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Bug 208244 - unable to mount nfs with udp
unable to mount nfs with udp
Status: CLOSED CURRENTRELEASE
Product: Red Hat Enterprise Linux 5
Classification: Red Hat
Component: nfs-utils (Show other bugs)
5.0
i386 Linux
medium Severity medium
: ---
: ---
Assigned To: Steve Dickson
Ben Levenson
:
Depends On:
Blocks:
  Show dependency treegraph
 
Reported: 2006-09-27 07:12 EDT by Terje Rosten
Modified: 2007-11-30 17:07 EST (History)
1 user (show)

See Also:
Fixed In Version: beta2
Doc Type: Bug Fix
Doc Text:
Story Points: ---
Clone Of:
Environment:
Last Closed: 2006-12-22 19:26:23 EST
Type: ---
Regression: ---
Mount Type: ---
Documentation: ---
CRM:
Verified Versions:
Category: ---
oVirt Team: ---
RHEL 7.3 requirements from Atomic Host:


Attachments (Terms of Use)
tcpdump capture file udp as transport (2.61 KB, application/octet-stream)
2006-09-27 07:14 EDT, Terje Rosten
no flags Details
tcpdump capture file tcp as transport (6.43 KB, application/octet-stream)
2006-09-27 07:20 EDT, Terje Rosten
no flags Details
ethereal packet capture - UDP (8.47 KB, application/octet-stream)
2006-11-22 10:23 EST, Jeff Bastian
no flags Details
ethereal packet capture - TCP (9.67 KB, application/octet-stream)
2006-11-22 10:25 EST, Jeff Bastian
no flags Details
patch -- don't call connect() on UDP sockets (378 bytes, patch)
2006-11-27 10:01 EST, Jeff Layton
no flags Details | Diff

  None (edit)
Description Terje Rosten 2006-09-27 07:12:49 EDT
Description of problem:

Starting with RHEL5 Beta1 is's impossible to mount nfs with udp:

$ mount -t nfs -o udp nfs-server:/global/export/home/user /mnt/nfs/udp
mount: mount to NFS server 'nfs-server' failed: timed out (retrying).
mount: mount to NFS server 'nfs-server' failed: timed out (retrying).

This has been working on anything from  RHEL2.1 and RHL9 to RHEL4 and FC5.

TCP works fine, however seems like UDP is the default and then automount
with no mount options will not mount. 

(Can then default transport be modified without rebuilding the kernel?)

The server is Solaris 9 sparc.

Logs from tcpdump capture when mounting udp (failing) and tcp (ok) is 
attached.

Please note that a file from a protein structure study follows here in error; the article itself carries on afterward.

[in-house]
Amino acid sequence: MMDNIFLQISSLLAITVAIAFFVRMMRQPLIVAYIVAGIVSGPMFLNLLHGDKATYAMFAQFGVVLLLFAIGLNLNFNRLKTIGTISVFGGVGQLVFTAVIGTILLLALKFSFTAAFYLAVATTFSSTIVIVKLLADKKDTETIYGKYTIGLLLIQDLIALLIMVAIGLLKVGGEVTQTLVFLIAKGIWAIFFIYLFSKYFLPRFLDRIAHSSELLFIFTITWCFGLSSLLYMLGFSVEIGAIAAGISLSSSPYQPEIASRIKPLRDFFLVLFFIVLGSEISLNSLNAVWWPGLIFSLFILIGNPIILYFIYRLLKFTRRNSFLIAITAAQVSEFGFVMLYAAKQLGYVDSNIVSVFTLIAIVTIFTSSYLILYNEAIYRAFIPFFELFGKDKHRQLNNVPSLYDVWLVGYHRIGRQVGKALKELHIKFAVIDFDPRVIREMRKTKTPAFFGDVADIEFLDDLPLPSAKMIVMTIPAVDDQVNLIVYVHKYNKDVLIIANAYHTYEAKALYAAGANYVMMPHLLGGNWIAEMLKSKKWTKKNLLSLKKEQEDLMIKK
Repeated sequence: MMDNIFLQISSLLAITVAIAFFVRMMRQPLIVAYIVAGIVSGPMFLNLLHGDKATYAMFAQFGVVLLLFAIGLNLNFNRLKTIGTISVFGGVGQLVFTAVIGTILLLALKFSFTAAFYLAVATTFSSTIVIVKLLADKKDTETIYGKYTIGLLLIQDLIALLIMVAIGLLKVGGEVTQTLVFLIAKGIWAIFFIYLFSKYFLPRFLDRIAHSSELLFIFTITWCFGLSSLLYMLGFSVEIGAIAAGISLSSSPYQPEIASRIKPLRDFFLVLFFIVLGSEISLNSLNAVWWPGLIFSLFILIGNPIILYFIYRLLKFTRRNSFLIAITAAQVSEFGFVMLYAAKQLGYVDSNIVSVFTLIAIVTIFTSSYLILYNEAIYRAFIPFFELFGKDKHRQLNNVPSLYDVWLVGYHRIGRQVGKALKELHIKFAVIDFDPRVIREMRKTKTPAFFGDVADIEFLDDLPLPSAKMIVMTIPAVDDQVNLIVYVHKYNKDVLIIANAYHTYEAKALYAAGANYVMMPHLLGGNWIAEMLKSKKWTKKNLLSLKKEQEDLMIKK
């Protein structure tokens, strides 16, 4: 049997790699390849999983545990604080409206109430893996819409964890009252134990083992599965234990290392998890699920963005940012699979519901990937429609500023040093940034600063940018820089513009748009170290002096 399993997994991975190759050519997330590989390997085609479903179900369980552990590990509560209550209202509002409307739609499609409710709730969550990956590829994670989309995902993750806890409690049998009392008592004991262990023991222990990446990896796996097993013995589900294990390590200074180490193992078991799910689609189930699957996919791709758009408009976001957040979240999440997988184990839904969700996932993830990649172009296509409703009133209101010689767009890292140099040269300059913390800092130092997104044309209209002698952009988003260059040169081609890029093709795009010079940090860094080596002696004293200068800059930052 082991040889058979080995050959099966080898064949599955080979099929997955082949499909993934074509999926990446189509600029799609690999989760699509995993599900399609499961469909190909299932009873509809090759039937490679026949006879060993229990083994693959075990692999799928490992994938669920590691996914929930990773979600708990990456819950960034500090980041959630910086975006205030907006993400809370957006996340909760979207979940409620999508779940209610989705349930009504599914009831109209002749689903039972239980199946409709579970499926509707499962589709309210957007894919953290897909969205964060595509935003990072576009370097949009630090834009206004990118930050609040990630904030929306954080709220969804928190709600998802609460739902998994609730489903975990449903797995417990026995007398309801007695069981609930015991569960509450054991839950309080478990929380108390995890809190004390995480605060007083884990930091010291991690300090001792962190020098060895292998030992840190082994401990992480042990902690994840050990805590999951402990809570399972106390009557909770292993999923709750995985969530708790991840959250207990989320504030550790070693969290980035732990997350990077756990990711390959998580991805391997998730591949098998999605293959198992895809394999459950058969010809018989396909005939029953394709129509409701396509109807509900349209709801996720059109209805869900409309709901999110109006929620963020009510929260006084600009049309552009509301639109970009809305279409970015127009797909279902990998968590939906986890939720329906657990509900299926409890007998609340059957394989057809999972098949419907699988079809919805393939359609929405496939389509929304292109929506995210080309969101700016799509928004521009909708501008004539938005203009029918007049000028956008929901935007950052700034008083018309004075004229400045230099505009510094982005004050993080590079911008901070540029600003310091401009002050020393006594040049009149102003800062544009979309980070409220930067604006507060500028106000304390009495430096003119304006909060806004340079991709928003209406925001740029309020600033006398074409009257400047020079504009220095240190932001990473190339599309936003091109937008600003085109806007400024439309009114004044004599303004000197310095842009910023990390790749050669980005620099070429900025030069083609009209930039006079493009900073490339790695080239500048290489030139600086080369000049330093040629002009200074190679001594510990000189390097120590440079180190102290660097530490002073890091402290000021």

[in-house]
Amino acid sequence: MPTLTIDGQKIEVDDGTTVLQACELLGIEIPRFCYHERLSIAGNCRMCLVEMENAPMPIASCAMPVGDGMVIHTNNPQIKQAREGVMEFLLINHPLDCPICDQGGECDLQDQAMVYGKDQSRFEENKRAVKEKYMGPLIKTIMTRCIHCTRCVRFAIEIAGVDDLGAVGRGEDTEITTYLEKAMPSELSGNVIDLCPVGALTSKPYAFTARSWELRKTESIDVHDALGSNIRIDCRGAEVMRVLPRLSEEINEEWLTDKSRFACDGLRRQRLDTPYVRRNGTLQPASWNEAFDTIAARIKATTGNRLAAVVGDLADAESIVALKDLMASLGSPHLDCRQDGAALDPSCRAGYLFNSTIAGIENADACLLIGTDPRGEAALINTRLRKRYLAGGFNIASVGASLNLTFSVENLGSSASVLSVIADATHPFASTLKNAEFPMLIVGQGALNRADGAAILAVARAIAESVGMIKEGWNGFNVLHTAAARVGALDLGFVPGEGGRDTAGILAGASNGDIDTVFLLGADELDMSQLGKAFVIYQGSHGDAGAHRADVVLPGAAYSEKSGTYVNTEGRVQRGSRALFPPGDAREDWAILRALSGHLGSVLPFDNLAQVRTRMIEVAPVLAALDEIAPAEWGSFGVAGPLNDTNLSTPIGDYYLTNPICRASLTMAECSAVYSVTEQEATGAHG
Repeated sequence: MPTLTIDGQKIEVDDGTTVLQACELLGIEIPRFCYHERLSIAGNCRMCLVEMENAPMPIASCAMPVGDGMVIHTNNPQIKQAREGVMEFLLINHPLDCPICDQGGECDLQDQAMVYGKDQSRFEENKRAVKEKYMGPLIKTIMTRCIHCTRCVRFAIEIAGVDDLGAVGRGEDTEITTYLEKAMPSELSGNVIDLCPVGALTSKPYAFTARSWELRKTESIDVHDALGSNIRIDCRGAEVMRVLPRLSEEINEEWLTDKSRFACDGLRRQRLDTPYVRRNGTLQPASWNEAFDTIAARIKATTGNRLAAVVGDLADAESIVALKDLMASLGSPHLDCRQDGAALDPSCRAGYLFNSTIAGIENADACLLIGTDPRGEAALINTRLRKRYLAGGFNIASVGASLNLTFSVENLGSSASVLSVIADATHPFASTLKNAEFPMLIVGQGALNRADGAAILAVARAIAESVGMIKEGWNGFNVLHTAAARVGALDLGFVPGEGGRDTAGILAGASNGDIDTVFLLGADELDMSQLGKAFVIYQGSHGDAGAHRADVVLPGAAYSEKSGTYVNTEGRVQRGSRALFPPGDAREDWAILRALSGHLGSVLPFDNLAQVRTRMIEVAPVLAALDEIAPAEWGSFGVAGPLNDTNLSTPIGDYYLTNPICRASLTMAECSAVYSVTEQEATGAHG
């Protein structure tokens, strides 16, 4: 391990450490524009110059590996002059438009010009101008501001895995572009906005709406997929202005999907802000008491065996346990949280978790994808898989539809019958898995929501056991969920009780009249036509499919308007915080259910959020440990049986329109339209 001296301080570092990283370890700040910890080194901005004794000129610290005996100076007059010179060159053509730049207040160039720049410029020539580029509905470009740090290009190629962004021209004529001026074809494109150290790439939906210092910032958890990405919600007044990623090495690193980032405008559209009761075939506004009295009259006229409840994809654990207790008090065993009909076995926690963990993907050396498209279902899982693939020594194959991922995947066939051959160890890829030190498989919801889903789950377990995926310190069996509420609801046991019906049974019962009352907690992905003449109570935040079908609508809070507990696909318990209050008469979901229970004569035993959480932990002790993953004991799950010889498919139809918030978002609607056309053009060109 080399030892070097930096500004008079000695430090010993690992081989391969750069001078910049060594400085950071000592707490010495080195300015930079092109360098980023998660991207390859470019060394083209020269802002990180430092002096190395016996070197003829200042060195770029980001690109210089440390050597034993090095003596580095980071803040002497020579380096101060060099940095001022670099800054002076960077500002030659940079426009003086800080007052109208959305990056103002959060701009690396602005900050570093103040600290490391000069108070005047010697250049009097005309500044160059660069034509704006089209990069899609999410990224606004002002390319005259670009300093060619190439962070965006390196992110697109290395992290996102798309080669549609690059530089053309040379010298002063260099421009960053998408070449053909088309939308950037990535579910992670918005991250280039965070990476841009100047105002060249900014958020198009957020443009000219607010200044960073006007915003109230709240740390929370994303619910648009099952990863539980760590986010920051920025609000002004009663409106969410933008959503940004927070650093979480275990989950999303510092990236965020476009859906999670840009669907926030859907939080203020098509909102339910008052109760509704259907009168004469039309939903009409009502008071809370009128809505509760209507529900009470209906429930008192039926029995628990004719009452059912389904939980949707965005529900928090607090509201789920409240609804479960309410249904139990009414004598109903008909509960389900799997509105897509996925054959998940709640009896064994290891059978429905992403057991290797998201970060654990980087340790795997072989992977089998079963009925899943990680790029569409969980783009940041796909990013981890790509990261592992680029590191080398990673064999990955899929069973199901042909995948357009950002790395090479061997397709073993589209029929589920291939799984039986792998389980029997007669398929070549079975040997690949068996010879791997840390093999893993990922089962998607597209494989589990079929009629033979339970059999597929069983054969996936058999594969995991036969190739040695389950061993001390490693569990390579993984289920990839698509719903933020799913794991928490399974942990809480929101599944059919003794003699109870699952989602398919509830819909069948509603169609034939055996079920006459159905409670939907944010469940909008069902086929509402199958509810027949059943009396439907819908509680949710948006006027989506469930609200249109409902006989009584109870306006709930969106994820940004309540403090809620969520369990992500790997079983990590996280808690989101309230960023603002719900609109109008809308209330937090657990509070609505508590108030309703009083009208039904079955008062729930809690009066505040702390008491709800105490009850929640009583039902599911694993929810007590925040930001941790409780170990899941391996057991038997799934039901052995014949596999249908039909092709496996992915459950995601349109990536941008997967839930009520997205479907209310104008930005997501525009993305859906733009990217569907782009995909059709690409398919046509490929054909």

Comment 1 Terje Rosten 2006-09-27 07:14:36 EDT
Created attachment 137209 [details]
tcpdump capture file udp as transport
Comment 2 Terje Rosten 2006-09-27 07:20:51 EDT
Created attachment 137210 [details]
tcpdump capture file tcp as transport
Comment 3 Steve Dickson 2006-09-27 07:31:42 EDT
Looking at the tcpdump in Comment #1, it appears the mountd
on the server is not answering the portmap query for the 
udp port that should be used.

Make sure the mountd on the server is listening for udp
requests by doing:

rpcinfo -p <server> | grep mountd | grep udp
 
Comment 4 Terje Rosten 2006-09-28 03:07:19 EDT
> Looking at the tcpdump in Comment #1, it appears the mountd
> on the server is not answering the portmap query for the 
> udp port that should be used.

Yes, that's is my view too, but why?

 
> Make sure the mountd on the server is listening for udp
> requests by doing:
> 
> rpcinfo -p <server> | grep mountd | grep udp
  

$ /usr/sbin/rpcinfo -p nfs-server | grep mountd | grep udp
    100005    1   udp  62790  mountd
    100005    2   udp  62790  mountd
    100005    3   udp  62790  mountd

Note: this server has about 400 clients which are running 
anything from RHL9-FC5, RHEL2.1-5, SuSE 9, Solaris 8-10, HP-UX 11.
I will be surprised if the bug is on the server side.

I also see the problem on two different hosts running RHEL5 Beta 1, one is
running i386 the other x86_64.
Comment 5 Steve Dickson 2006-09-28 06:25:25 EDT
Could this be a firewall problem? Is SELinux in the picture?
Comment 6 Terje Rosten 2006-09-28 10:05:58 EDT
(In reply to comment #5)
> Could this be a firewall problem? Is SELinux in the picture?

No, iptables and selinux is not in use:

$ grep ^SELINUX= /etc/sysconfig/selinux 
SELINUX=disabled

$ service iptables status
service iptables status
Table: filter
Chain INPUT (policy ACCEPT)
num  target     prot opt source               destination         

Chain FORWARD (policy ACCEPT)
num  target     prot opt source               destination         

Chain OUTPUT (policy ACCEPT)
num  target     prot opt source               destination         

Is the mount call from the client valid/correct?

It's a pity I don't have access to the server.
Comment 7 Steve Dickson 2006-09-29 10:39:14 EDT
Yes... the arguments to the mount are correct...
I just used both the '-t nfs -o udp' args to successfully
mount  rhel5 client  on a Solaris 9 server...

Maybe its the permission on the exports... although I
would expect the server to fail the mount, not just
drop the request...  Does the server have multiple
interfaces? Maybe there was a response did came back
but on a different interface?

Also is there any thing in /var/log/messages that give
a clue as to what is happening?
Comment 8 Terje Rosten 2006-09-29 16:04:05 EDT
> Yes... the arguments to the mount are correct...

Yes, of course, but is the data in network packet sent from the client really 
correct or could the server be confused by some wrong bits in the reqeust?

> I just used both the '-t nfs -o udp' args to successfully
> mount  rhel5 client  on a Solaris 9 server...